"CLAAS has been working with Telescopic Forklift technology specified for agricultural use for over 22 years but 30,000 operating hours is unparalleled," emphasises Norbert Täufer, telescopic loader product manager for the CLAAS distribution company, “this is rarely accomplished by a telescopic loader still on its original engine." Lothar König explains that other parts of the RANGER have been updated in the interim, including new axles and gears, and the windscreen and doors were also replaced. However, the loader's core has survived the 30,000 operating hour marathon.
The CLAAS RANGER 928 Plus in use on the farm.
Production of the RANGER for CLAAS in Grantham, England started in 1994. The first models to appear on the market were the RANGER 907, 907 T and 911 T. Up until 2000, the RANGER was manufactured in a range of different versions before it was replaced, firstly by the TARGO, then finally by the SCORPION in 2006. The agricultural production cooperative in Langeln has been working with CLAAS telescopic loaders for a number of years. Some eleven machines have been employed prior to now. In addition to the record holding RANGER 928, Langeln eG also now run a younger SCORPION 9055, currently the largest telescopic loader made by CLAAS.
The telescopic loader reached the 10,000-hour mark in 2004, whilst on its way to completing 30,000 operating hours. This anniversary was celebrated by (from left) Wilhelm Kambach (former CLAAS regional manager), Joachim Becker (former cooperative director), Stefan Koepke (former driver), Norbert Täufer (CVG telescopic loader product management), Lothar König (Cooperative technical director) and Dieter Kastner † (CLAAS Derenburg).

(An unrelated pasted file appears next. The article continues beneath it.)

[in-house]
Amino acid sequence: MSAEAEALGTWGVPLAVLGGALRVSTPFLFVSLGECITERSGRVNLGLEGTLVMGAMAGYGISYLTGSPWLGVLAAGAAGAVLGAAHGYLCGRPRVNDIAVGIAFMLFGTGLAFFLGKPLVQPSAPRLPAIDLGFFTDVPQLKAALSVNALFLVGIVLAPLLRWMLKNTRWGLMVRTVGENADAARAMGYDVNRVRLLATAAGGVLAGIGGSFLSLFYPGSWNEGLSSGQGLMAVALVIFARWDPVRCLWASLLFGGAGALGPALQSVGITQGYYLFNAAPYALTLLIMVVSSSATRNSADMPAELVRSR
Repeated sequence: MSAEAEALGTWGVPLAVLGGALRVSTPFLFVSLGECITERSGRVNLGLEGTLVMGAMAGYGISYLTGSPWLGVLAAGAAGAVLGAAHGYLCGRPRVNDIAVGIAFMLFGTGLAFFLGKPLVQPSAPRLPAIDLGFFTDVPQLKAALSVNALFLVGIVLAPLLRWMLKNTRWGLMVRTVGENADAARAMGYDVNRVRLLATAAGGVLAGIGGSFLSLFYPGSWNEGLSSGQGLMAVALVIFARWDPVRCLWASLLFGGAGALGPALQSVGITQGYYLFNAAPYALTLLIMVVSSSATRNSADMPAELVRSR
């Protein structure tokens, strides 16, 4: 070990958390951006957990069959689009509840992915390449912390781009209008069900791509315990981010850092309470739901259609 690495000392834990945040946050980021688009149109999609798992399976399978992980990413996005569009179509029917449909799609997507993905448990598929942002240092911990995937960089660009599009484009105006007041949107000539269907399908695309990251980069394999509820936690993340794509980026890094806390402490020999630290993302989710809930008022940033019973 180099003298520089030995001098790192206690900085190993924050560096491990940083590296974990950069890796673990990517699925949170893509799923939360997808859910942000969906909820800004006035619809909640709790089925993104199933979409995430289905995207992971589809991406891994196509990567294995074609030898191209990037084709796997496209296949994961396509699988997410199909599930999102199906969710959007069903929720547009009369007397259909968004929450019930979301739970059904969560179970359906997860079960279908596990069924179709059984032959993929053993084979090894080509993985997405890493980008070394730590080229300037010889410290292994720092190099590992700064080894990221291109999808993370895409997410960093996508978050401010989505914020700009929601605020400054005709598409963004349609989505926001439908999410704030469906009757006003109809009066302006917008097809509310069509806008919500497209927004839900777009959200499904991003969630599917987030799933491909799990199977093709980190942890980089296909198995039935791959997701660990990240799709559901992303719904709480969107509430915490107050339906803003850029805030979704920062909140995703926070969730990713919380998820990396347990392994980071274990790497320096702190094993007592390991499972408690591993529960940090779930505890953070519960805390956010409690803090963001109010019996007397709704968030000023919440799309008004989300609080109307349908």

„The buyers, connected with Ergocast Guss GmbH, will take over all shares in the foundry business. The parties have agreed confidentiality in respect to the contractual details.
“We firmly believe that not only will CLAAS GUSS find a new home, it will also acquire good prospects for the future within a larger foundry group. It will remain an important supplier for us, even under its new ownership”, says Lothar Kriszun, Spokesman of the CLAAS Executive Board.
CLAAS GUSS is one of the leading foundries in Germany. Founded 1948, the company has a long tradition as a jobbing foundry. Employing a workforce of approximately 400, CLAAS GUSS has production sites in Gütersloh, Bad Saulgau in Swabia and Nortorf in Schleswig-Holstein. The company has already made huge efforts to develop new business and to reduce costs in a competitive environment characterised by overcapacity, spiralling internationalisation and industry-wide consolidation.
“The companies produce complementary ranges. Both sides will benefit from real synergies in terms of market development, business development and shared resources. The combined industry experience of the new owners and the synergy emerging in the new group will ensure that efforts undertaken so far will continue, and that they will make the company fit for the future”, explains Karlheinz Kalze, Managing Director of CLAAS GUSS GmbH, where he will remain part of the team.
The sister company Ergocast Cast GmbH, located in Jünkerath in the Rhineland-Palatinate, was founded in 1687 and was part of the Mannesmann group until 2000. The company supplies major castings for power plant turbines, mechanical engineering, drive technology and hydraulics. Ergocast, like CLAAS GUSS, produces machine-shaped and hand-moulded castings up to 70 tons.